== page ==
This article was originally published in the Nov./Dec. 2013 issue of Inside Triathlon magazine.
In June 2009, I called it quits. I announced my retirement with a news release headlined, “Danish Xpress Stopped by Heart Malfunction.” The irony was that what had made me successful as an athlete, my strong heart, was the very thing that ended my 18-year career as a professional triathlete, which included a podium finish at the 2007 Ironman World Championship and two ITU Long Distance World Championship titles in 2004 and 2006. Prior to the announcement, my family and I had lived through two of the most difficult months in our lives dealing with far more important issues than whether or not I could swim, bike or run.
During the Wildflower Long Course Triathlon in early May of 2009, I felt an uncharacteristic gradual fatigue during the bike. In the final miles I could barely hold a heart rate of 110 beats per minute despite pushing the pedals as hard as I could. My arms and lips were tingling, my vision was blurred and I had to really focus just to get down that last steep hill into T2. As I got off the bike, my breath was out of control, and I sat down near the fence that surrounded the transition area. I was hyperventilating, my tongue was in spasms and I was scared. Really scared. It went on for several minutes while volunteers and paramedics rushed to help. I slowly got my breath under control and was put on a stretcher in the medical tent. After being checked by the doctors and resting for a good half hour, I could finally stand up. I talked to my wife, Mette, and my coaches back in Denmark and drove to my race accommodation. Something inside me changed. I did not know what, how or why, but something was not right.
Four years prior, in 2005, I experienced chest pain during a hard swim workout. I jumped out of the pool scared and managed to get an appointment with a cardiologist the following day. During the examination he found nothing that could cause the pain, but he did find a congenital anomaly called a bicuspid aortic valve. We later found out that the chest pain stemmed from a thoracic vertebra that was slightly out of place, which was easily adjusted by a chiropractor.
A bicuspid aortic valve is the most common heart condition, found in 1 to 2 percent of all people. It means that you have two leaflets instead of three in the valve that opens the blood flow from the heart out into the body. In addition, I had a minor leak at the valve and a slightly enlarged aorta, which is common for people with this condition. The leak meant that 5 to 10 percent of the blood pumped with each heartbeat would return back into the heart. So my heart basically had to work 5 to 10 percent harder than a normal heart. It was used to this, though, and overall very strong. A bicuspid aortic valve can also be associated with enlargement of the aorta, the blood vessel that carries blood away from the heart, but the size of my aorta was normal in 2005.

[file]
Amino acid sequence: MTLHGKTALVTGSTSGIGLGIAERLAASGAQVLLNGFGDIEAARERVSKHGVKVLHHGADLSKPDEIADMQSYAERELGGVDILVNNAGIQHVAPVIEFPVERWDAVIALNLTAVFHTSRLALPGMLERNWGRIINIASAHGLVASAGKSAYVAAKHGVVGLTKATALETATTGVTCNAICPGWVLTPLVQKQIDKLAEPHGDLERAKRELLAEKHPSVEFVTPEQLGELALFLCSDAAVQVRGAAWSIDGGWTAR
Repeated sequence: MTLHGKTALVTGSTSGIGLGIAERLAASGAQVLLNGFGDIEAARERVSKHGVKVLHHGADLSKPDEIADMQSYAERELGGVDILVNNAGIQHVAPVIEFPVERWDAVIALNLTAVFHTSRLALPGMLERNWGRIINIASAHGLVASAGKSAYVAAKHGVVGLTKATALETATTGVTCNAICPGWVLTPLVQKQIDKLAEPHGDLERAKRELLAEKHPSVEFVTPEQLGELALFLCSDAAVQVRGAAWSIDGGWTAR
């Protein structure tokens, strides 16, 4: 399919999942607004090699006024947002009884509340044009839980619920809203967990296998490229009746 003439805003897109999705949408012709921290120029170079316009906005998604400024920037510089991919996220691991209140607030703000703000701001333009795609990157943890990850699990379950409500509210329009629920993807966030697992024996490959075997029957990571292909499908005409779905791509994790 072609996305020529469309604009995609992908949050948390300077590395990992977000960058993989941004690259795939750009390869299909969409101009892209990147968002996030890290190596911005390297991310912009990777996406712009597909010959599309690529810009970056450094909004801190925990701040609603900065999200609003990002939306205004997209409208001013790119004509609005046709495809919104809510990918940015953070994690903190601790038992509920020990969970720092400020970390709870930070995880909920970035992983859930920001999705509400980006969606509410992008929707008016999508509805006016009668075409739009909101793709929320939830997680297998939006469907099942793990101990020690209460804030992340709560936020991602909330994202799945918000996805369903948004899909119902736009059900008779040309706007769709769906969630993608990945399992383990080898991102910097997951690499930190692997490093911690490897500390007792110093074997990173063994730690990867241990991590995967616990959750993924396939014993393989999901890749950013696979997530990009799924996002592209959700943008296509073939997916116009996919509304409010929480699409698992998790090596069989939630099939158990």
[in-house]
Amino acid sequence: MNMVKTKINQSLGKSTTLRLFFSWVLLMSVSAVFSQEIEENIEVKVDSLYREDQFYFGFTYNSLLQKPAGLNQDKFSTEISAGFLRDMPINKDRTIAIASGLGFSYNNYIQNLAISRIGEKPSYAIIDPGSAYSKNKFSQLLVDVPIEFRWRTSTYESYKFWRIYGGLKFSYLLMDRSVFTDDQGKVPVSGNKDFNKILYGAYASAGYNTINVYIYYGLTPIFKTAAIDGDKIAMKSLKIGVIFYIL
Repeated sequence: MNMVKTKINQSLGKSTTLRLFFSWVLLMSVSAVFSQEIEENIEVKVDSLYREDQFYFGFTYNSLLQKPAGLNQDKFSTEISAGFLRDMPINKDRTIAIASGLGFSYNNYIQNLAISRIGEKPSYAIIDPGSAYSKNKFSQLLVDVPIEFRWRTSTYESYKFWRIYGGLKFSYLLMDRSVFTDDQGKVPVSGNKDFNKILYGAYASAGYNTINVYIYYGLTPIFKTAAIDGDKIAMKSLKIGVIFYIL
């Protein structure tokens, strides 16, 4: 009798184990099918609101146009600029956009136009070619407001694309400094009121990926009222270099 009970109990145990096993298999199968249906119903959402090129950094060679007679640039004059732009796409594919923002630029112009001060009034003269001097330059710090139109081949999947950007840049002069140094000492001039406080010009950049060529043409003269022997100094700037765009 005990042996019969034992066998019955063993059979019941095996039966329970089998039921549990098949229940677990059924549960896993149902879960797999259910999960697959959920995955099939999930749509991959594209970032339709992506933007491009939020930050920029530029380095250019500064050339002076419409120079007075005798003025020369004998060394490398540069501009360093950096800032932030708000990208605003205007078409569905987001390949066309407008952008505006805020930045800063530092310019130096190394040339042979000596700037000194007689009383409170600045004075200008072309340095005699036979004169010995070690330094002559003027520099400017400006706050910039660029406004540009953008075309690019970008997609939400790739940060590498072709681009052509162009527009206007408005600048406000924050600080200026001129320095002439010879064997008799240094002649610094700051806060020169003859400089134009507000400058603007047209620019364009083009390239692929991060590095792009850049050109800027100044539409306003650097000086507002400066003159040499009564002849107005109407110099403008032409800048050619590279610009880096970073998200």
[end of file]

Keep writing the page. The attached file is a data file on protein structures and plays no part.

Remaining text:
Despite the discovery of the condition, my doctors felt it was OK for me to train and race as a professional as long as my heart, the leak or the aortic diameter did not start to grow. I had checkups every year and before my last Wildflower, in February 2009, my heart showed no signs of what was about to happen. Before that race I felt amazing. I had just clocked some of my best splits ever in training. But the race did not go as planned, and after an extensive medical evaluation, I was forced to retire.
My story is not unusual, at least among top endurance athletes. Other professional triathletes have gone through similar or worse scenarios. The most prominent were Greg Welch and Emma Carney, both of whom ended their careers in the early 2000s due to a dangerous arrhythmia called ventricular tachycardia. Welch went through an incredible nine heart surgeries to stabilize his condition, but lives and blesses the sport with his ever-positive spirit to this day. Chris Legh discovered a hole in his heart in 2003, but still competes at age 41 and this year came a mind-blowing fifth at the stacked Ironman Melbourne. And finally you may recall that two years ago two-time Ironman world champion Normann Stadler was rushed through valve repair and aortic replacement surgery because of an aortic diameter of 70 millimeters (nearly twice the norm) and a big leak at his valve. He has a similar condition to what I have, but did not discover it in time. In addition, hundreds if not thousands of age groupers have lived through similar conditions.
Obviously, many of them have asked themselves whether their heart problems are caused by the extreme demands we put on this vital organ as endurance athletes. Is it dangerous for us to train hard for 10, 20 or 30 hours a week, year in and year out? Is it dangerous to put our hearts through the demands of a grueling eight- or 17-hour Ironman? Is there a risk of dying suddenly when you push your limits?
To answer those questions requires a bit of knowledge about various heart conditions and their causes, as well as the anatomy of the heart.